It seems such an arbitrary thing, this idea of the birth of a new year in mid-winter, and indeed the reason why January 1st is our year’s opening day has been lost to the mists of time. Shifting calendars through the centuries caused January 1st to not quite line up with the winter solstice (around December 21st), a day that carried seasonal significance. Most Europeans used the Roman method of dating each new year from March 15th; only in the 1600s did they begin to mark it from January 1st. Thus, New Year’s Day as we know it came about through a complex set of circumstances.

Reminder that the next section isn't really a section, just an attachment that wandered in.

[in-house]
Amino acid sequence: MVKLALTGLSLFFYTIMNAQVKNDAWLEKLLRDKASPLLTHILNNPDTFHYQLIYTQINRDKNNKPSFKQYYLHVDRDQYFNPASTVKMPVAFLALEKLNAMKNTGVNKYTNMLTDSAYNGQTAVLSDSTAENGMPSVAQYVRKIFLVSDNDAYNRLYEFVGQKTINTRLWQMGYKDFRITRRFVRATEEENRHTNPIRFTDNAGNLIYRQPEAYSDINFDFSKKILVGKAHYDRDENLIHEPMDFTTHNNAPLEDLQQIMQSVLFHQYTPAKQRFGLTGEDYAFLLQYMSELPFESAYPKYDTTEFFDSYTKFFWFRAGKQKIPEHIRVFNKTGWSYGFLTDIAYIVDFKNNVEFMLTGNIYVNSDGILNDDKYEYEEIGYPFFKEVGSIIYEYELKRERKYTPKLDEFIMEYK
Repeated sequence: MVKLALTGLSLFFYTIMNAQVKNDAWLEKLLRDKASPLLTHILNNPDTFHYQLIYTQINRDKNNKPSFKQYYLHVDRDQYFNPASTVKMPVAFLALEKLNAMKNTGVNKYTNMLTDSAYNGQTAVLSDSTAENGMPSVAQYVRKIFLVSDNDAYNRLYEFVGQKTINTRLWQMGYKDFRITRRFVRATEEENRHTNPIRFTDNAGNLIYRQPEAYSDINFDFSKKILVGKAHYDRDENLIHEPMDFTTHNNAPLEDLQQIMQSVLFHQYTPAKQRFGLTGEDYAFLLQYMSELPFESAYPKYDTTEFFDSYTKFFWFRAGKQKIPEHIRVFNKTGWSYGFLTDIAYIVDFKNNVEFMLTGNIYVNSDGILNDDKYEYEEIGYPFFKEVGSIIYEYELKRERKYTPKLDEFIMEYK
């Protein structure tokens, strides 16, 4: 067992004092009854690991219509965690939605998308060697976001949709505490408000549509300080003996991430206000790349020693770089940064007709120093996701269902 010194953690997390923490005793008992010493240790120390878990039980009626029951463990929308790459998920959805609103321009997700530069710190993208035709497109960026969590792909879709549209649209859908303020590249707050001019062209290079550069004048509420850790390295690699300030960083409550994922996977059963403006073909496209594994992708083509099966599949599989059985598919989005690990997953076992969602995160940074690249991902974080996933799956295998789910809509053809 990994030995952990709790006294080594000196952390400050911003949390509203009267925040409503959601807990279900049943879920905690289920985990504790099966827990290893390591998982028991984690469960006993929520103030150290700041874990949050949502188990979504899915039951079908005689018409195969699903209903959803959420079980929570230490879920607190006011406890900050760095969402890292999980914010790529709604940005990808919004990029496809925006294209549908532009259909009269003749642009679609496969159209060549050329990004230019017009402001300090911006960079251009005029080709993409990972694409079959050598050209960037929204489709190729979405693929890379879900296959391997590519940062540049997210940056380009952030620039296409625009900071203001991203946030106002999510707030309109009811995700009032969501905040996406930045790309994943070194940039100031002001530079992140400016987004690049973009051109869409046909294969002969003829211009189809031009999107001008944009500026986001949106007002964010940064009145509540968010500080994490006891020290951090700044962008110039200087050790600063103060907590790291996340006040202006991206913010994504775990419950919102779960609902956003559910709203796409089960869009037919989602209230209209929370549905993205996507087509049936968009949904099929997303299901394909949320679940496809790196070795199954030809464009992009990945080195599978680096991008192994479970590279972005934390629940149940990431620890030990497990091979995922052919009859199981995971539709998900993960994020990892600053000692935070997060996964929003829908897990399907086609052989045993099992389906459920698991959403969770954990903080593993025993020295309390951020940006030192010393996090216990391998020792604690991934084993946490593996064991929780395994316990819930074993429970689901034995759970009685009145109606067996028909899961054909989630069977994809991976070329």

But January 1st isn’t just any day, flowing one from the next—it’s a day of new beginnings, and it holds a certain fascination for us.
We humans are attracted to the idea of rebirth, of getting second chances. The earth, of…
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